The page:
The theory of joint and several liability is that when separate and independent acts of negligence of several persons combine to produce a single injury, the actors are considered joint tortfeasors. The plaintiff can sue these joint tortfeasors in the same action, and each individual defendant will be held responsible for the entire amount of damages. The purpose of this rule is to transfer the risk that one defendant will lack the resources to pay the damages from the plaintiff to the other defendants. If one defendant pays the entire judgment, that defendant can sue the other defendants for contribution equal to the amount of the damages that the jury found them responsible for. 42 Pa. Cons. Stat. Ann. § 7102 For the plaintiff to recover from the defendants, the plaintiff's negligence must be 50 percent or less of the defendants' combined negligence. So if the plaintiff is 45 percent at fault, and one defendant is 40 percent at fault and another defendant is 15 percent at fault, the plaintiff can bring an action against both defendants.
Example: Suppose the jury awards you $100,000 in damages because you were injured in a car accident. If the jury finds the driver of the other car 60 percent at fault and the municipality 40 percent at fault, you would be able to recover the full $100,000 from either defendant. If the municipality pays you $100,000 it can then sue the other driver for $60,000.
Whether or not a jury or insurance company is likely to find you and your claim believable and of significant worth will strongly impact your claim. Can you accurately describe the events of the accident? Can you describe your injuries in detail, and in a convincing manner? Are you intelligent and well spoken? Would you make a good witness on your own behalf?
The term used to describe these intangible factors is "jury appeal." Remember that the jury members will judge both you and the defendant, and that their opinion of you will weigh into their decision on whether to award you damages, and if so, how much. It is important that all of the claims that you make are supported by the evidence, or you may quickly lose credibility with the jury.
The credibility and perception of the defendant will also affect the amount of money you receive. If the defendant in a car accident case is a 20-year-old driving a hot rod, jurors aren't likely to view the defendant favorably. This can also help a plaintiff in cases where the defendant refuses to admit fault for the accident. Exposing the "holes" in defendant's version of the accident will damage the defendant's credibility, resulting in higher damage awards in most cases.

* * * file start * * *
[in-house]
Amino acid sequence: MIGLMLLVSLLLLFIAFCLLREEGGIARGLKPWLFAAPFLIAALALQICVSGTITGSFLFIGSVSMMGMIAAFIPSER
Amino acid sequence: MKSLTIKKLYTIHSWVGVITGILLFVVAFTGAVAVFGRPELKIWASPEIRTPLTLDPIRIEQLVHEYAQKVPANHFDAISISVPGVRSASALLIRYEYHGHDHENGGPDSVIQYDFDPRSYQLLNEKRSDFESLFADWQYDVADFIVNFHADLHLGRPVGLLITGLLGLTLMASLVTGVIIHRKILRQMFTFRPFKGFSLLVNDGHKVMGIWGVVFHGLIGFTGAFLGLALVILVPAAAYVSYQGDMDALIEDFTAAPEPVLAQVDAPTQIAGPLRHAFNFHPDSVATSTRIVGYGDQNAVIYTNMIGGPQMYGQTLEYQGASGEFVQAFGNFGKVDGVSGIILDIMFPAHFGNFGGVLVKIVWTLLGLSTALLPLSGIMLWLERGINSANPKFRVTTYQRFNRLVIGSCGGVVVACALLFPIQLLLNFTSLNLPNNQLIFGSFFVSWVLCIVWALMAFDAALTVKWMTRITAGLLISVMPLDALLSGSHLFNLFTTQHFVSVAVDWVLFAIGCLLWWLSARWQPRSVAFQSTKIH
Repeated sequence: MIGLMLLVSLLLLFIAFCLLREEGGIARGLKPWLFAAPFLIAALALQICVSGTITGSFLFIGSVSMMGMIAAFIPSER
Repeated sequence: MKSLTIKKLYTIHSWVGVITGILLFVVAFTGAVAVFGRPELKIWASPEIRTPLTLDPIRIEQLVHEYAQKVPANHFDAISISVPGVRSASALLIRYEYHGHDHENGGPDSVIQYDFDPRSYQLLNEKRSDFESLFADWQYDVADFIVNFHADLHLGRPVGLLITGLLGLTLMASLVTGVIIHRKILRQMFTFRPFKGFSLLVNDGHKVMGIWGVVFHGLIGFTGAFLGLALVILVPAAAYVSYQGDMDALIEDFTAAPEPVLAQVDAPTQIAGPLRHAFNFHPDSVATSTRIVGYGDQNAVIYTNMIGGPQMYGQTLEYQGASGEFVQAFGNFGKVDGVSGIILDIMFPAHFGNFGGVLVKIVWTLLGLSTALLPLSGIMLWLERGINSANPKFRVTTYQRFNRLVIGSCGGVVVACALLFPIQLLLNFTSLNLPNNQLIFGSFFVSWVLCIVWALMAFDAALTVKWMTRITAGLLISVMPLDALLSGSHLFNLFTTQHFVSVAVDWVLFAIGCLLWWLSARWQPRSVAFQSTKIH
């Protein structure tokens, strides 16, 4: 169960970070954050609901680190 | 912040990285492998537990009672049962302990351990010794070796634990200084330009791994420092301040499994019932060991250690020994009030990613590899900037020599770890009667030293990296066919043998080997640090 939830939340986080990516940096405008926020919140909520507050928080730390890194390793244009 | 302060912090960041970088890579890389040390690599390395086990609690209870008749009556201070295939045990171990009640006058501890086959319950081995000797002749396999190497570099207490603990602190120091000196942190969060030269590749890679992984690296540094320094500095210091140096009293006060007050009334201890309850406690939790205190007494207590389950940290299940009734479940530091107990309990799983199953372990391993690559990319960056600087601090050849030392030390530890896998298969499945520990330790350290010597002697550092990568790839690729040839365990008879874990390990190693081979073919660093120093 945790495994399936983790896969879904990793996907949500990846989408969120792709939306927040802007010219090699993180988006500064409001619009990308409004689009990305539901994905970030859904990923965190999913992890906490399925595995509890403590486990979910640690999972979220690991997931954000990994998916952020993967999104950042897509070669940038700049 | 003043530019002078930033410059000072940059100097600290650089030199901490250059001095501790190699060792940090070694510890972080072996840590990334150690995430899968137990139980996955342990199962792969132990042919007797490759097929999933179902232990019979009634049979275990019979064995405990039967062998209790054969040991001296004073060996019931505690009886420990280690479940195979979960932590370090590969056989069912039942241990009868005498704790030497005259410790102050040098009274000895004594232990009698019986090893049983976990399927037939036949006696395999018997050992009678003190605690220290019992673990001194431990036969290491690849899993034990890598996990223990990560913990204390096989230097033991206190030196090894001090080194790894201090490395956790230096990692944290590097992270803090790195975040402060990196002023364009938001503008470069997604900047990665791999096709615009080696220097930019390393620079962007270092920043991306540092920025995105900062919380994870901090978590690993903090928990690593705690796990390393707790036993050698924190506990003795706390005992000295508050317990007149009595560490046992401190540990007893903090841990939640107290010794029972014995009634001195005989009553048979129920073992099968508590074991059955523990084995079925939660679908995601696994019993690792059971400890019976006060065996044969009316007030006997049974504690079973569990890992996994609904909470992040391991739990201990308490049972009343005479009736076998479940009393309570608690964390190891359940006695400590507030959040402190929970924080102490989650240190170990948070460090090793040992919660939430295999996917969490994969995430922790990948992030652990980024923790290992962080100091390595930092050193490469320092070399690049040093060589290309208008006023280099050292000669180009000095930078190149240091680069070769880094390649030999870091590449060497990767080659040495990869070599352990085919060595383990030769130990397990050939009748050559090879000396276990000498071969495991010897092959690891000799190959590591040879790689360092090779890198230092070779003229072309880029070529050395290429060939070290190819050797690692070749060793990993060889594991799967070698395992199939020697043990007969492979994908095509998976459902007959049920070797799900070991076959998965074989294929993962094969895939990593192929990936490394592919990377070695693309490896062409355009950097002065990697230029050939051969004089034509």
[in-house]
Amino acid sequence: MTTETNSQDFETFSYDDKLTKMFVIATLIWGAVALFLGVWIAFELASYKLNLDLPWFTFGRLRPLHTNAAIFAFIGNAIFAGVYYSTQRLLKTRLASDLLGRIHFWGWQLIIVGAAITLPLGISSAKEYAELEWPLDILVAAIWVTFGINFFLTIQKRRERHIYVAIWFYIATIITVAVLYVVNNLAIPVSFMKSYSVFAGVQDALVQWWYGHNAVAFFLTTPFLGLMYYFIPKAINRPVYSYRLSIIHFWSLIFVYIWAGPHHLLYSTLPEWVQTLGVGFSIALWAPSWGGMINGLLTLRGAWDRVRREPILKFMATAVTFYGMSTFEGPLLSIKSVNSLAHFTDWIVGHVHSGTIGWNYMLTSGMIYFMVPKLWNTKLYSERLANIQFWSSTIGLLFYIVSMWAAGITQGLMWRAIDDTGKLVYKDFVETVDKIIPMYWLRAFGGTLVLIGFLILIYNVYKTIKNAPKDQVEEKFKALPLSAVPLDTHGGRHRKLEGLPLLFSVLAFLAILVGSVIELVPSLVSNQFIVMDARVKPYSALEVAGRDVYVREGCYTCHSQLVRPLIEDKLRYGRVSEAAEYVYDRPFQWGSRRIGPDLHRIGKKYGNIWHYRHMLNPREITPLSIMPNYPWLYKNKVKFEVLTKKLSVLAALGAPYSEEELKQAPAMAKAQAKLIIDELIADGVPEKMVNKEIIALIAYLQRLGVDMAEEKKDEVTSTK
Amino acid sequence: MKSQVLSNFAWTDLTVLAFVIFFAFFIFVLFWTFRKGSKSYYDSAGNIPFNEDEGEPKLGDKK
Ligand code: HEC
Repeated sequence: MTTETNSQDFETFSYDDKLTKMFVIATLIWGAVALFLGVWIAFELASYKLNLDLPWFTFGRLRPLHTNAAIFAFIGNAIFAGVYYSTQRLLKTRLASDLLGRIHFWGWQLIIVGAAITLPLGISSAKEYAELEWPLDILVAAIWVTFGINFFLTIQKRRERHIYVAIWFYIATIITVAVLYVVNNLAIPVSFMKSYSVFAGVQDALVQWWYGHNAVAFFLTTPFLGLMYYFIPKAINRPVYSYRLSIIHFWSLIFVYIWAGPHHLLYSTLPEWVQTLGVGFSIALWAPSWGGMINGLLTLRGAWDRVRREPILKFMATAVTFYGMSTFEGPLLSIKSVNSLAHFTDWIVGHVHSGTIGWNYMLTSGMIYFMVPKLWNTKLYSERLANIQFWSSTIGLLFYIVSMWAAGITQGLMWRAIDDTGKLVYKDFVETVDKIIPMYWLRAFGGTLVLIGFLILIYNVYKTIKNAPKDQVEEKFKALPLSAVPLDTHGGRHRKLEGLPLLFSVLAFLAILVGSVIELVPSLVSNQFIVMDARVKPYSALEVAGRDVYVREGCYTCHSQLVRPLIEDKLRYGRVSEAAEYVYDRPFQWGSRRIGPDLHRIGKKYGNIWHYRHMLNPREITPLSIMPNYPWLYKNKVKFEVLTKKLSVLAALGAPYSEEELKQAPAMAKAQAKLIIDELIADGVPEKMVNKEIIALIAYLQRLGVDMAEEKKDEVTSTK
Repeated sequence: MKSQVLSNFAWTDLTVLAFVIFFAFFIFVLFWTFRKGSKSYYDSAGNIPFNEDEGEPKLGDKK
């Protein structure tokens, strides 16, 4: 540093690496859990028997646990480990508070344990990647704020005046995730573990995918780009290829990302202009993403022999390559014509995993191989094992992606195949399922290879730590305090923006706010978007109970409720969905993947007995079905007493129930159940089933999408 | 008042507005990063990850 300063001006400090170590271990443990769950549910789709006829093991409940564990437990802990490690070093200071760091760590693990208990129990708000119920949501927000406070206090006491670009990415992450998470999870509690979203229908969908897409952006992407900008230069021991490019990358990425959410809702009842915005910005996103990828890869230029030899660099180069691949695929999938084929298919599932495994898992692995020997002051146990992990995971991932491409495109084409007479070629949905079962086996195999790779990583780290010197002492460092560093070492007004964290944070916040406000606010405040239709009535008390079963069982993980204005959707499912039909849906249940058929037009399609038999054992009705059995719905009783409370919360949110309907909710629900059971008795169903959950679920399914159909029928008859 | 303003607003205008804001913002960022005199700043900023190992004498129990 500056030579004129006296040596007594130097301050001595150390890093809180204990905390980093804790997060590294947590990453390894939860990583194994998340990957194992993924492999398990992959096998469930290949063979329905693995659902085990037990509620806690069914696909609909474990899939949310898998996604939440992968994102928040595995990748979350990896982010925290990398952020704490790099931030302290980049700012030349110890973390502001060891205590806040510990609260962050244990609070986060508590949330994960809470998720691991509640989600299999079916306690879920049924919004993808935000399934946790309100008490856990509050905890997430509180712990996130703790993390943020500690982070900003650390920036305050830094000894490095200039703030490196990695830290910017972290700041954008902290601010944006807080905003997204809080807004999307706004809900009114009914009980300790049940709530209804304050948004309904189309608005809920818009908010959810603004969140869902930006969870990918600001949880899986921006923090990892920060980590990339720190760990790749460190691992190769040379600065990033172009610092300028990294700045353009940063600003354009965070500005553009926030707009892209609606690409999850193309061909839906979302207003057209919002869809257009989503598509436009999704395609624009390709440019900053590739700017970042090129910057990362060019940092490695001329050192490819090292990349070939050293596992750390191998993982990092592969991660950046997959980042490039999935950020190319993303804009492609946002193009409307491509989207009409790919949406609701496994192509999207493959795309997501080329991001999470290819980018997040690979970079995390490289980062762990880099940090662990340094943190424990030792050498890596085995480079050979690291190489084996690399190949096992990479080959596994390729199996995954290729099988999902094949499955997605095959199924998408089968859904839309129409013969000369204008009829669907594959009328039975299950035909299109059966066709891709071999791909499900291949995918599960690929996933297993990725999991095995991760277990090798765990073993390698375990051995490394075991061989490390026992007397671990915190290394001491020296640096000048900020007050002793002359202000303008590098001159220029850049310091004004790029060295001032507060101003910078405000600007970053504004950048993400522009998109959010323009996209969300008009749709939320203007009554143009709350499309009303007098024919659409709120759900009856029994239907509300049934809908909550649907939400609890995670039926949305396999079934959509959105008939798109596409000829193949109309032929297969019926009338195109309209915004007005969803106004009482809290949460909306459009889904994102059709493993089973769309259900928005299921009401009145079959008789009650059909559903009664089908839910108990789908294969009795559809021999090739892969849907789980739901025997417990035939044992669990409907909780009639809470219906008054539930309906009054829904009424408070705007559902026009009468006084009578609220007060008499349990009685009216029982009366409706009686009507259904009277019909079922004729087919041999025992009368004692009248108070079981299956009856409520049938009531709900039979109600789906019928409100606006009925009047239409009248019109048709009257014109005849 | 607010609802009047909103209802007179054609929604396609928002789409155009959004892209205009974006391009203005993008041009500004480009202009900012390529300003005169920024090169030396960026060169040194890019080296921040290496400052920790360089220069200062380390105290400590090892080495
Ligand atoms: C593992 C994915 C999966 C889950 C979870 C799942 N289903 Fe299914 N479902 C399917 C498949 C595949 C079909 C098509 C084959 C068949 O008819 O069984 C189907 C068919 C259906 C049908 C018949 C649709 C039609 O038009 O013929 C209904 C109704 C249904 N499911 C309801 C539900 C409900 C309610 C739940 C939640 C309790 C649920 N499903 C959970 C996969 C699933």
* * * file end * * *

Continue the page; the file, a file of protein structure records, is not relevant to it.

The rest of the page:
Age plays a role in determining the value of a plaintiff's claim, particularly where permanency of injury is alleged. If you are a 20-year-old woman who lost her leg in an accident, then a jury will award a higher amount of damages than if you are a 80-year-old woman with the same injury. The basis for this is that the younger woman has more future pain and suffering, loss of enjoyment of life, loss of income, and mental anguish ahead of her than does the older woman.
The credibility of witnesses also plays a role in affecting the amount of any recovery. This relates not only to witnesses to the accident itself, where proof of fault can be affected by their testimony, but to witnesses who are called to testify as to your damages as well. It is helpful to have credible witnesses who can clearly describe your condition before the accident to the jury, so as to assist them in understanding the change in your condition post-accident. In addition, expert witnesses often play a critical role in the outcome of any personal injury trial. In cases where there are "dueling experts", the background and professional experience of your expert is critical to establishing his or her influence over the jury.
- Brief Overview of Personal Injury Law
- Types of Negligence
- Negligence FAQ
- Toxic Torts
- Intentional Torts
- Personal Injury Damages
- Types of Damages
- Types of Compensatory Damages
- Amount of Damages
- Factors Affecting Damages Awards